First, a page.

History is affected by discoveries we will make in the future. – Karl Popper
It’s been more than twenty years since the publication of Adam Gopnik’s review in The New Yorker of Wittgenstein’s Poker, which comes with a surprising account of the author’s youthful pilgrimage to meet Karl Popper. It’s a rich and evocative read today, especially in light of Popper’s ever-increasing relevance as one of history’s most powerful advocates for liberal democracy; in The Open Society and its Enemies, Popper contrasted the open society, in which every person has inalienable rights, with the closed one, in which a ruling elite decides who has rights, and who doesn’t. This elegant defense of a politics of fairness, based squarely in egalitarianism and heedless of left or right, makes Popper the 20th-c.’s most clear-sighted champion against totalitarianism.
Anyhow, the review is as funny as it is insightful, with lots of precious but riveting Gopnik-style gossip: Popper was a teeny tiny man but with huge ears, it emerges, and also he was a very combative and even paranoid guy, full of injured pride at the inadequate recognition of his genius (an estimation with which, for sure, a lot of philosophers and historians have come to agree); one of his shirt cuffs was missing a button, and he loved The Catcher in the Rye, which he described as “a very good study of adolescent psychology.”
On finding, all those years ago, that Gopnik was headed for the great man’s cottage in Buckinghamshire, his taxi driver exclaimed, “Ah, Professor Pop! A very smart man.”
”You’ve met him?” I asked.
”Oh, many times. He never talks. All the time he is busy thinking, thinking.”
”His books are very famous.”
”I tell you, this is no surprise to me. People going to pay good for all that intelligence.”
But the pilgrim was shocked to find his hero lacking in the very intellectual humility and beneficence that had inspired the pilgrimage in the first place. How could Popper, the titan of philosophy who’d almost singlehandedly made doubt itself the reigning principle of scientific inquiry, also be such a monumental brat? “The greatest living exponent of the value and necessity of criticism would fly into a rage at the least breath of criticism.”
To explain away his shock, Gopnik attributed the weird disconnect between Popper’s personality and his writing to “a perversity of human nature so deep that it is almost a law.” He calls this, “The Law of the Mental Mirror Image.”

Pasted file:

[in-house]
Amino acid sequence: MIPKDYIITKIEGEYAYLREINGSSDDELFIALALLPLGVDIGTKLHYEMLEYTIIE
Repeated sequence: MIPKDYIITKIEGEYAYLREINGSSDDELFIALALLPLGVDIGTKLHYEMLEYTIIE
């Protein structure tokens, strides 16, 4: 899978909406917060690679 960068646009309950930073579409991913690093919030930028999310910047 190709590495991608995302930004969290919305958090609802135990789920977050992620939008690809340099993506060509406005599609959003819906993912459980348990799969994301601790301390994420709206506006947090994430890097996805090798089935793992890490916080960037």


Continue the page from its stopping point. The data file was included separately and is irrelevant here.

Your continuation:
“We write what we are not,” Gopnik mused twenty years ago, sleek and certain as an otter. “It is not merely that we fail to live up to our best ideas but that our best ideas, and the tone that goes with them, tend to be the opposite of our natural temperament.”
Hang on now, how are our best ideas “what we are not?” Aren’t they what we most are?
The masters of the wry middle style, Lionel Trilling and Randall Jarrell, were mired in sadness and confusion. The angry and competitive man (James Thurber) writes tender and rueful humor because his own condition is what he seeks to escape. The apostles of calm reason are hypersensitive and neurotic; William James arrived at a pose of genial universal cheerfulness in the face of constant panic. Art critics are often visually insensitive—look at their living rooms!—and literary critics are often slow and puzzled readers, searching for the meaning, and cooks are seldom trenchermen, being more fascinated by recipes than greedy for food.
I’ve met plenty of cooks who are good trenchermen (and -women); also I believe that Thurber was on intimate terms with his own cruelty, rage and depression, just as he was with the whole world of giddiness and fizz he brewed up somewhere in his better self. More to the point Thurber, like Kafka, wrote in the certainty that there could be no real escape, that his condition was yin and yang, indivisible. Humor itself, Thurber once said, is “a kind of emotional chaos told about quietly and calmly in retrospect.”
One seeks in one’s work to touch and make real and whole all the things that are missing, but it’s not possible to repudiate, let alone transcend the struggle; it’s possible only to establish a certain degree of ascendancy; a truce with the darkness. (“Das ist komisch.”)
I wonder what Adam Gopnik thinks about his old review, then? Especially in light of his (excellent) performance last year in Tár, a story that treated the genius of its eponymous star as entirely inseparable from her monstrosity.
In any case, Wittgenstein’s Poker is great and you should read it.